On a hot summer day in the late eighties, I stopped to
see how my uncle Walt was doing because he was up there
in age. He was my only uncle of six, who hunted and fished.
I had just begun fly fishing a few years earlier and wanted
to talk to him about casting. Halfway through the conversation
he got up from the swing and walked into the house. Moments
later he returned with an old beat up fly rod. Saying that
his fishing years were over, he put the rod and reel in my
hands. He said that he could make longer casts, with this rod,
than any rod he owned. It was an old Montaque split bamboo rod
with a Shakespeare automatic reel attached! Even though it
seemed quite beat up, I accepted it gratefully.
A few days later, I noticed that the reel was in pristine
condition. However, several snake guides were missing,
wrapping silk was stringing off the rod, and the tips were
loose on both rod ends. I bought some wrapping silk, snake
guides, and rod glue. I re-wrapped the guides, cleaned the
bamboo, and glued the rod tips on both end pieces.
The hardest thing to fix was the ferrule socket on the
bottom piece. It was split lengthwise, about an inch. I
took it to a fly shop on Kettle Creek, to look for a new
socket, but was told to "put it up on a wall." An old-timer
at the shop, identified the rod as a Montaque, based on the
size of the sockets. I thought about the split socket for
several months. The socket was nickel silver, so solder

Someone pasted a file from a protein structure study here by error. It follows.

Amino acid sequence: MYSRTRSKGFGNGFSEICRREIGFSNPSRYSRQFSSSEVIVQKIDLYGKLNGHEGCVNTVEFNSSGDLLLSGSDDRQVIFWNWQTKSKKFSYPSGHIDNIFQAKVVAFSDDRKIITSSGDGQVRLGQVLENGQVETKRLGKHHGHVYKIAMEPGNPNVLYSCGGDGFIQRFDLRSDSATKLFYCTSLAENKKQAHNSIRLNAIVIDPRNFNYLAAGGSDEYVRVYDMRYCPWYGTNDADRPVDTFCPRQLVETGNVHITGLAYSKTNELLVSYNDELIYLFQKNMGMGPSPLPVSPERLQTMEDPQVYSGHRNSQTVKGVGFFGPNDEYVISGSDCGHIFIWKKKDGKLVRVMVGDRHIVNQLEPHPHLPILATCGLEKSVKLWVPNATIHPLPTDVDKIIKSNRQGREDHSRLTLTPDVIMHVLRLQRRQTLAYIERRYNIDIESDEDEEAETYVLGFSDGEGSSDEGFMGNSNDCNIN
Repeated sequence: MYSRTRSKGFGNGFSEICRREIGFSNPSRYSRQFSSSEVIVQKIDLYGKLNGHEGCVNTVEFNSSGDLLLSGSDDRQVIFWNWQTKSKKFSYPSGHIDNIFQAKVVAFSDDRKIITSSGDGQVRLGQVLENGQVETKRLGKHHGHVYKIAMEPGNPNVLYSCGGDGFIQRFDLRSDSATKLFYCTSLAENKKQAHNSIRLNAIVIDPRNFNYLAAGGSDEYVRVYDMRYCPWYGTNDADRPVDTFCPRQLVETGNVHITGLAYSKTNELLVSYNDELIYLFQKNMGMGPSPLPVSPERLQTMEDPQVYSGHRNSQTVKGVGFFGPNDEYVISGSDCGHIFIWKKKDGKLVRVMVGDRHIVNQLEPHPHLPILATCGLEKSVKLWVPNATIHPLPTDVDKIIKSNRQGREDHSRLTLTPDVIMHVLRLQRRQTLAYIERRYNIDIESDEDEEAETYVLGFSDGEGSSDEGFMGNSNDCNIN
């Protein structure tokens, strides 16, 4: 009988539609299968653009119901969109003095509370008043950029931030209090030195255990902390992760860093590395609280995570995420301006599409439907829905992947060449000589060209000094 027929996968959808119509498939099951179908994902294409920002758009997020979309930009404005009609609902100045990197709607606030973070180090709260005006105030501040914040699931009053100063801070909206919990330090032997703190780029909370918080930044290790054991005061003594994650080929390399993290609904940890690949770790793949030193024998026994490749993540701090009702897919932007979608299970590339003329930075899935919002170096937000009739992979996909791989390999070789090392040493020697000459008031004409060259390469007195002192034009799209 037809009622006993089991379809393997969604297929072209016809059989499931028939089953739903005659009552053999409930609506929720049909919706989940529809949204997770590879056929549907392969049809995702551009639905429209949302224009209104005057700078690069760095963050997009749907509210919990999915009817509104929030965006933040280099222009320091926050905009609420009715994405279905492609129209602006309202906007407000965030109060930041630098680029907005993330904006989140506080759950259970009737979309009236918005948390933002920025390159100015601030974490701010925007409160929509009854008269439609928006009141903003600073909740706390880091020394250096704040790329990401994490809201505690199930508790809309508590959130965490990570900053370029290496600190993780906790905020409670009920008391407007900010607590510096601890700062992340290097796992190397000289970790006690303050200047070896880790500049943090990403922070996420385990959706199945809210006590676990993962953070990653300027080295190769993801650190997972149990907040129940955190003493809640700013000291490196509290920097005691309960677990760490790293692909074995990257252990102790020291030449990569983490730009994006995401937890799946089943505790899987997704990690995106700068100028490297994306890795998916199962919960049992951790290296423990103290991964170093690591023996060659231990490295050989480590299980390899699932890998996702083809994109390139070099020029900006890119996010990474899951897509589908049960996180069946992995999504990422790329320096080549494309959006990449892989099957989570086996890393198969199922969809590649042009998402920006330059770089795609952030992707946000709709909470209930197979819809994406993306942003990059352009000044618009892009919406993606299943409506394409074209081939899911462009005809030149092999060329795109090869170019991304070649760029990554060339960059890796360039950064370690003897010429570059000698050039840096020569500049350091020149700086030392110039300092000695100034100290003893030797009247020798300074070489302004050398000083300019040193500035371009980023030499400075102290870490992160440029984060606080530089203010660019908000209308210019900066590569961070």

didn't hold. I got the idea to wrap the socket tightly
with copper magnet wire. Then I heated it and floated
solder all through the copper wire wrapping. It looked
like part of the socket and held it firmly together, even
under casting pressure.
Well, two years later I finally got that rod and reel
out to the water. The rod was heavy and long, nine feet!
The reel was heavy but seemed to counterbalance the rod.
Casting was a little slower because of the weight. However,
I could feel the bamboo "load and unload" through the cast.
It made the longest casts and was a genuine pleasure to use.
I've caught numerous trout using that rod and reel.
The rod and reel now hangs on the wall at my camp. But I
make sure to use it at least once a year, just to thank
Uncle Walt. I know he's smiling down on me when I use that
old rod because I catch a trout every time I use it.
~ Ron Gregorchik